Written Evidence Submitted to the House of Lords' EU Internal Market Sub-Committee on Brexit: Competition Inquiry

Project Report. Lords Select Committee, London, 2017

10 Pages Posted: 14 Nov 2017

Date Written: September 14, 2017


As a preview, I include my answer to the first question set out in the Brexit competition inquiry.

Question 1: What should competition policy in the UK set out to achieve?

1. UK competition policy should make domestic markets work better for the benefit of a broadly defined range of consumers, but mostly final consumers, i.e., citizens. First, it should accelerate vigorous competition enforcement against anti-competitive agreements and abuse of dominant and, foremost, oligopolistic market positions; and it should deal with potentially harmful mergers that have an impact on UK markets. Second, it should resist the temptation to govern markets through self-inflicted harmful protectionist measures, such as state aid or domestic subsidies favouring domestic producers and such like.

2. The ideal scenario following the UK’s departure would be to maintain the current status quo in terms of UK competition policy: (i) driving economic growth through affordable prices for high quality and innovative products and/or services and (ii) becoming better enforcers of competition laws, namely, the UK Competition Act 1998 and the Enterprise Act 2002, as amended by the Enterprise and Regulatory Reform Act 2013. I believe that an industrial strategy that attempts to keep a handful of failing businesses alive or, indeed, active in the UK through the issuance of comfort letters, potentially discriminatory subsidies, and financial contributions will all have a negative impact on domestic competition based on an inefficient allocation of resources and, in the long-run, will discourage foreign investment in the UK.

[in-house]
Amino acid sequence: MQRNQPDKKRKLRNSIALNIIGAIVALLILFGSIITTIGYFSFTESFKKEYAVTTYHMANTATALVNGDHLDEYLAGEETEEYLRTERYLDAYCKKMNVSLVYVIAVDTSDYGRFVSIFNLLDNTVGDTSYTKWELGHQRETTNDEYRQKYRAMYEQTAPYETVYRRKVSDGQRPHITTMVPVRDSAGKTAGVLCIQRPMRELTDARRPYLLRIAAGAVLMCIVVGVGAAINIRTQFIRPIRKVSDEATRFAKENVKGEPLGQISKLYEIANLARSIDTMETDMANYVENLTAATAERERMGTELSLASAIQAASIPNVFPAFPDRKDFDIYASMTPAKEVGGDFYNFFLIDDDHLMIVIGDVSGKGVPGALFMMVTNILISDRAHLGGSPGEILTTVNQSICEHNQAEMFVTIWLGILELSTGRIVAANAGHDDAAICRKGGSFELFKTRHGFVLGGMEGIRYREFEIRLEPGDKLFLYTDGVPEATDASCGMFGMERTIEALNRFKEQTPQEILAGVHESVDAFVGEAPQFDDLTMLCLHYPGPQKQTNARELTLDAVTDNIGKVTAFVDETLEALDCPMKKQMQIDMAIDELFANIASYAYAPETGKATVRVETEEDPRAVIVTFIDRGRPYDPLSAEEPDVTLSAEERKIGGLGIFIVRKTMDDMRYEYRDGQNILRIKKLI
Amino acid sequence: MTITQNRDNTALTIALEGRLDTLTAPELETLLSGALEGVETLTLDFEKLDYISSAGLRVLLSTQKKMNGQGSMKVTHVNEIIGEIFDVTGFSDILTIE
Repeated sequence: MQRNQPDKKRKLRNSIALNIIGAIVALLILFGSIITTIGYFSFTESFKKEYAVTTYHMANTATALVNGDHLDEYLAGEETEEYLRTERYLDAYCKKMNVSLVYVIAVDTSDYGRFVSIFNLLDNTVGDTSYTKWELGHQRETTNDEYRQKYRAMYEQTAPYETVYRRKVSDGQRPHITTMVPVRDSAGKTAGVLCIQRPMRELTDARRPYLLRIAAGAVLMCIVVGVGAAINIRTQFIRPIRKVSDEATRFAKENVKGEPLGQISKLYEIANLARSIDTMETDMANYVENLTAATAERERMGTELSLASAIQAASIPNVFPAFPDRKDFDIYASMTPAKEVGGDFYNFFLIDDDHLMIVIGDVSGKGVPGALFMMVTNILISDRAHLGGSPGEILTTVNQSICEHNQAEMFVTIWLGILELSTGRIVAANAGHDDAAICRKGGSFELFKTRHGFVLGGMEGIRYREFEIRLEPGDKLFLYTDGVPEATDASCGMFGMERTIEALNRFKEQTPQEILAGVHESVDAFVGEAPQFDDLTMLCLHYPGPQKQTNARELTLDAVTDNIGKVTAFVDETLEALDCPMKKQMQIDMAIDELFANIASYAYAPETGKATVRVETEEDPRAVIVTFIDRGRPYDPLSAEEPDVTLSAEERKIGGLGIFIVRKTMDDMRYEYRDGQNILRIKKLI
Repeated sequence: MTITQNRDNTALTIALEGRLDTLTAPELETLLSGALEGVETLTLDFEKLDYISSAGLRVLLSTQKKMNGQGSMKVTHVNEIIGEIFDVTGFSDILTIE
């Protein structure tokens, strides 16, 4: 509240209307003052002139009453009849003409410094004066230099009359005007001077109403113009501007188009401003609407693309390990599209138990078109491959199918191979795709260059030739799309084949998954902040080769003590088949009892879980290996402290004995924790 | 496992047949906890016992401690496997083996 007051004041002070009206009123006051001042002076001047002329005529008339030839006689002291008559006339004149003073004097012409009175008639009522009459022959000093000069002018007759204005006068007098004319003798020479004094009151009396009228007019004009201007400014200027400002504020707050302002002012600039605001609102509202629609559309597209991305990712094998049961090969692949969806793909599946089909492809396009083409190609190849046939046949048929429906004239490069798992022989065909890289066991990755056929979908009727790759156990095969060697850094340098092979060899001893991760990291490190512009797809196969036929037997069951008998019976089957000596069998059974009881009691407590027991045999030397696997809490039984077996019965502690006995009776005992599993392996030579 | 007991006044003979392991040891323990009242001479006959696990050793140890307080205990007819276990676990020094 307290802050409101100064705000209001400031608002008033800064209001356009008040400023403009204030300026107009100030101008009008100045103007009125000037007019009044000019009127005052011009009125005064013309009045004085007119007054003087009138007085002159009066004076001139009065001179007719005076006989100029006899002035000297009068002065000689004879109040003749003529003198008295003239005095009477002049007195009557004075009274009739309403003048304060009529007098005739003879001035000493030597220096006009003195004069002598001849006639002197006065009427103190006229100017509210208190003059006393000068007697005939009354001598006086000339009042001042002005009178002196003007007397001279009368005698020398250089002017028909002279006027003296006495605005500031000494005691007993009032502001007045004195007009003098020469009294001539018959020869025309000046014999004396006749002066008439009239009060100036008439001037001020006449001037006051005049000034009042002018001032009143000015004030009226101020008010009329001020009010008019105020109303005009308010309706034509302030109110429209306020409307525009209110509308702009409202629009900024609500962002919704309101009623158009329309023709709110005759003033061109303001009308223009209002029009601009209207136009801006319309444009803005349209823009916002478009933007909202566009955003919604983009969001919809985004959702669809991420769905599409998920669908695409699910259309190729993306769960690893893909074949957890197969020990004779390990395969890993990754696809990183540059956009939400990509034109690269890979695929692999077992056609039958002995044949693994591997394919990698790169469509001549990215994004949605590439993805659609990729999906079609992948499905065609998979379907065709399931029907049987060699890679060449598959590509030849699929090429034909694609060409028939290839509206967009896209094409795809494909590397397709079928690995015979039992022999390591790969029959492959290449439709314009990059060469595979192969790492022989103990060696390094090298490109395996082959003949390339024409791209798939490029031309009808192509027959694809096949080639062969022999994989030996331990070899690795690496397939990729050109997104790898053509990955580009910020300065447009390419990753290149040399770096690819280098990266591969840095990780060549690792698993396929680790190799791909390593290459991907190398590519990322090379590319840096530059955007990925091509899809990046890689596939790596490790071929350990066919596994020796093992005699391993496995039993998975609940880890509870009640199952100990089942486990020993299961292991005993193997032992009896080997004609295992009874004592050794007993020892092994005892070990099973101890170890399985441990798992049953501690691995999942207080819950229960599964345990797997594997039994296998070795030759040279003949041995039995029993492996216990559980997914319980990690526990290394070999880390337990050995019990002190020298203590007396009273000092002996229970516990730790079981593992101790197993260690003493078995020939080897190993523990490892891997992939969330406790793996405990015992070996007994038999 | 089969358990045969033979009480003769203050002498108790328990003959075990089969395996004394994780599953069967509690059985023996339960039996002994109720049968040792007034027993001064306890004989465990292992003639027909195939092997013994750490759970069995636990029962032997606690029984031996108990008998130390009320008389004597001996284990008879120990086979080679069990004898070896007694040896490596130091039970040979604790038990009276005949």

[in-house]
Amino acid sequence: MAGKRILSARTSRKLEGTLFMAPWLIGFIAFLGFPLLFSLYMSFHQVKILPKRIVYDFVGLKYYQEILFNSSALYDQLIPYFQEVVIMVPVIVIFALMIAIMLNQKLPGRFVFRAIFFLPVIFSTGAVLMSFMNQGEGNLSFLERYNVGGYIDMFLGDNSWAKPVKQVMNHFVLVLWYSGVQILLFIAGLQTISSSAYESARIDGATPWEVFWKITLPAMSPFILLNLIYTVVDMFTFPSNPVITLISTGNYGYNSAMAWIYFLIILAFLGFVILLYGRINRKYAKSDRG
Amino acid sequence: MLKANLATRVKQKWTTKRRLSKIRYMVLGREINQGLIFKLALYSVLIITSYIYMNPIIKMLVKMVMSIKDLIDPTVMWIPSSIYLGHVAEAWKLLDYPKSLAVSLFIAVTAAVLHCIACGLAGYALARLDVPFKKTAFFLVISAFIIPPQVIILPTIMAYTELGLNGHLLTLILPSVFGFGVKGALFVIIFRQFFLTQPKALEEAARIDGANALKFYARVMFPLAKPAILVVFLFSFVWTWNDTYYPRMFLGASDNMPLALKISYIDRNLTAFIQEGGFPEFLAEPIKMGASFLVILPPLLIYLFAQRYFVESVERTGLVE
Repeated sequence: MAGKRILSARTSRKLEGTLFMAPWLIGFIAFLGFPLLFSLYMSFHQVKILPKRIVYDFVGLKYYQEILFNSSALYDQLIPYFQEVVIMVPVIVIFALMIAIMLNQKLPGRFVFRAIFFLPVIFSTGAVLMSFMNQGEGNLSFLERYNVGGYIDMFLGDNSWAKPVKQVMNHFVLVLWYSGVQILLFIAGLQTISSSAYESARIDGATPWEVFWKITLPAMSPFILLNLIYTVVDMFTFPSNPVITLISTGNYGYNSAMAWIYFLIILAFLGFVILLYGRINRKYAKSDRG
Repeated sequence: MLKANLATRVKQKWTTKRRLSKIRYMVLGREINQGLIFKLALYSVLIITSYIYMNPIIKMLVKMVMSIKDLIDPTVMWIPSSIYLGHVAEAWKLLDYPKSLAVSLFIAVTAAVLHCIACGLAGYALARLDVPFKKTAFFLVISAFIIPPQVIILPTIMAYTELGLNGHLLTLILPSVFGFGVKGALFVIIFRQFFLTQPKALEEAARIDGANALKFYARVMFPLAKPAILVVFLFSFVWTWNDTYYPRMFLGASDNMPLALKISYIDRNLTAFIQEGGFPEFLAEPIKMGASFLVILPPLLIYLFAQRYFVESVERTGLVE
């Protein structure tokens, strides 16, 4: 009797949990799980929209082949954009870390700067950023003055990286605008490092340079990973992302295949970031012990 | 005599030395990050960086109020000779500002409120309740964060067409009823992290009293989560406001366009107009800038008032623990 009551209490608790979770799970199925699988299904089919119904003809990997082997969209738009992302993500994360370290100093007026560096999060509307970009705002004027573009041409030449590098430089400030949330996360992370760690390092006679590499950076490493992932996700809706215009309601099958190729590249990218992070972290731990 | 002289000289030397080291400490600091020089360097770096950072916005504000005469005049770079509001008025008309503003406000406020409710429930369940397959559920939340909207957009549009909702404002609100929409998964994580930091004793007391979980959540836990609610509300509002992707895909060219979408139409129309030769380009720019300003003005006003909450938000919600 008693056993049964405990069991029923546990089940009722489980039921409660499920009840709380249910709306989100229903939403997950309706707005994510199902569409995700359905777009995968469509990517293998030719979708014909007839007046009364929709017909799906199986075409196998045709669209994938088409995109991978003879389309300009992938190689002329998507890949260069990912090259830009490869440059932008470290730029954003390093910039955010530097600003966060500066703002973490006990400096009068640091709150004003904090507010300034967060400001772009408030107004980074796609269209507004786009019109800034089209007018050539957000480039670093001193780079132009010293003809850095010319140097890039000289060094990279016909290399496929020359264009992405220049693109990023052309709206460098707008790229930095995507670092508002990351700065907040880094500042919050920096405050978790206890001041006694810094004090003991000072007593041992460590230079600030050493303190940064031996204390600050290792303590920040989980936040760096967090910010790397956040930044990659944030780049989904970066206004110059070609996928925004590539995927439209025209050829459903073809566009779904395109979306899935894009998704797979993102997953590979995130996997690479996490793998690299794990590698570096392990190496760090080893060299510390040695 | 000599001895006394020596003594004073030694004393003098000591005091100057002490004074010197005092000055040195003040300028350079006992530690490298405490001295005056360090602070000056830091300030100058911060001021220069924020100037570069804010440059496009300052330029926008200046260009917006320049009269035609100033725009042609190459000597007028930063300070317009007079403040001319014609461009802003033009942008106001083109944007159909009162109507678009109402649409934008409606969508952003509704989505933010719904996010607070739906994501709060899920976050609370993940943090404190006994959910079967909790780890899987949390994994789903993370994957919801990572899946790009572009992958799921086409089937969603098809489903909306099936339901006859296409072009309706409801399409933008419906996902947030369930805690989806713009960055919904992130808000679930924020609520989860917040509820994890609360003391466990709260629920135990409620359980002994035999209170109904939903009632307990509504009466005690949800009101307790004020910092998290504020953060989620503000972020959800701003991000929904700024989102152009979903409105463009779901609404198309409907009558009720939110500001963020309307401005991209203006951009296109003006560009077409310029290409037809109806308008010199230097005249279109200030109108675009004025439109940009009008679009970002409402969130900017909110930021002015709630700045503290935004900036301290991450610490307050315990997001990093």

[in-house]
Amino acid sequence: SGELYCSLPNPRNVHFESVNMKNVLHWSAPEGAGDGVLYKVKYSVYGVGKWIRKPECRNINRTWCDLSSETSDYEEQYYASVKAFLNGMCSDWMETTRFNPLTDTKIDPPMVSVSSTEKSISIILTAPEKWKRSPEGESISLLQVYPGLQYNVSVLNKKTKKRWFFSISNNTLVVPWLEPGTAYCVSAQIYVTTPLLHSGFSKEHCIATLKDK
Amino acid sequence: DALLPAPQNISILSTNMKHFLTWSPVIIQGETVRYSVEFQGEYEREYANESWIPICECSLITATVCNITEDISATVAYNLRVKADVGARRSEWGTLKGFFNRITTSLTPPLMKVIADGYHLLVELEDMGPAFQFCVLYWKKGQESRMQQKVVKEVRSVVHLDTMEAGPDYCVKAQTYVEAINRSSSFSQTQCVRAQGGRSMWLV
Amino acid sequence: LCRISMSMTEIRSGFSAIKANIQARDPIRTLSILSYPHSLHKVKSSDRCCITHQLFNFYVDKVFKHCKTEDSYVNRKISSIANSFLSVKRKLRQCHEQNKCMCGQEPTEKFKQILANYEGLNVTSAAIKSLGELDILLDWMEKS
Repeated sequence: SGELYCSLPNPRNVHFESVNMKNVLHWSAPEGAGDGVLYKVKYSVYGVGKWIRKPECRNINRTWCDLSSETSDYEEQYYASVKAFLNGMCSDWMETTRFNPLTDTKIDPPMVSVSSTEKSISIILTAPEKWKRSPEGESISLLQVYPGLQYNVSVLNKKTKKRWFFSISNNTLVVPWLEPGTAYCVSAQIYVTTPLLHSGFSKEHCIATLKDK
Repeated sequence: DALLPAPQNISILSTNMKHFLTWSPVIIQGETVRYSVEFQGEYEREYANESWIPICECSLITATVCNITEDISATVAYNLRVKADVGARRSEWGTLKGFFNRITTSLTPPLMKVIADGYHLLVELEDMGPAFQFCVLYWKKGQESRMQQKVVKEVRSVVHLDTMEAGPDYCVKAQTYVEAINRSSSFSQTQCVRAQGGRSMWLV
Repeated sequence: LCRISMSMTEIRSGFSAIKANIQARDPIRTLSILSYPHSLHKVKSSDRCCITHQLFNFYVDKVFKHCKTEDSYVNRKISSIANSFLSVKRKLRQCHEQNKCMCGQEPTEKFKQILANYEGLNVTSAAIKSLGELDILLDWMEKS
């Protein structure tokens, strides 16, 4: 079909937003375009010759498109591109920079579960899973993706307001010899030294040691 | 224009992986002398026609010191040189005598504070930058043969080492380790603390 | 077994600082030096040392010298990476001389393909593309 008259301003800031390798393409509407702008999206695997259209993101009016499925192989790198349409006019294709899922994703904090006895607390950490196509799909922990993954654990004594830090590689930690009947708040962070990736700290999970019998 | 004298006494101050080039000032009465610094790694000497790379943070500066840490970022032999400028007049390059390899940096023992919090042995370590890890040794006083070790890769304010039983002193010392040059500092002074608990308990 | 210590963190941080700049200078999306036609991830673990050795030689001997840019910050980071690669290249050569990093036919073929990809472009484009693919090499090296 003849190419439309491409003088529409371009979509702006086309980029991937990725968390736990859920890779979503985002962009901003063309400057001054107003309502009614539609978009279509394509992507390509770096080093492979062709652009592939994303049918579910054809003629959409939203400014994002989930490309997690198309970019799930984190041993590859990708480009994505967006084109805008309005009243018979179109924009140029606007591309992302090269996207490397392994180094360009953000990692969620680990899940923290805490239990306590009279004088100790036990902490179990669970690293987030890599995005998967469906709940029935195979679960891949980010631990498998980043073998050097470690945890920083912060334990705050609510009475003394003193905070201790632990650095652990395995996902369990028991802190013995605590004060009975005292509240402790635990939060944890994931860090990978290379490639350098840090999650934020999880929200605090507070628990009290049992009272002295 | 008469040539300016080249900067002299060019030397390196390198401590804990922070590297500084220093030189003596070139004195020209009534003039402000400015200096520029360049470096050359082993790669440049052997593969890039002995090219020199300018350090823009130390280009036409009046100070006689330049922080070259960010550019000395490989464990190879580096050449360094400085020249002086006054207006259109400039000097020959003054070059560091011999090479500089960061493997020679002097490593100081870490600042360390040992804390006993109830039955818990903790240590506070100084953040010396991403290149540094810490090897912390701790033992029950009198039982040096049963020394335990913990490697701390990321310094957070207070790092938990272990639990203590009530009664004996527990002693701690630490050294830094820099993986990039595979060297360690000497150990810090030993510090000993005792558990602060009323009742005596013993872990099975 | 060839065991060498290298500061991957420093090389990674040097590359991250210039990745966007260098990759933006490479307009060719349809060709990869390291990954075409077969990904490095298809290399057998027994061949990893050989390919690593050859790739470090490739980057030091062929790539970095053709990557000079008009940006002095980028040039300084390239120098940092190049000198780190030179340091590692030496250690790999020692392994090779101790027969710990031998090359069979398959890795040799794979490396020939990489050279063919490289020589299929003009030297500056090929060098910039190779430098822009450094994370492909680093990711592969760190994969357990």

3. In an undesirable scenario of the UK defaulting on World Trade Organization rules, the UK is, nonetheless, bound by the Agreement on Subsidies and Countervailing Measures so that any potential subsidies granted to a domestic enterprise or industry, or group of enterprises or industries, are either prohibited or actionable. I would not engage with further details at this stage, given that I do not know whether there is going to be a trade deal. Suffice it to say that the EU’s official position is that, in the first instance, there will be a withdrawal agreement only, not a trade deal.

Keywords: UK Competition Law, Brexit Inquiry, Competition Policy

Suggested Citation

Chirita, Anca D., Written Evidence Submitted to the House of Lords' EU Internal Market Sub-Committee on Brexit: Competition Inquiry (September 14, 2017). Project Report. Lords Select Committee, London, 2017. Available at SSRN: https://ssrn.com/abstract=3069239

Anca D. Chirita (Contact Author)

Durham University - Law School ( email )

Stockton Road
The Palatine Centre
Durham, County Durham DH1 3LE
United Kingdom
00441913342860 (Phone)
0044191 33 42801 (Fax)

HOME PAGE: http://www.dur.ac.uk/law/staff/?id=9664

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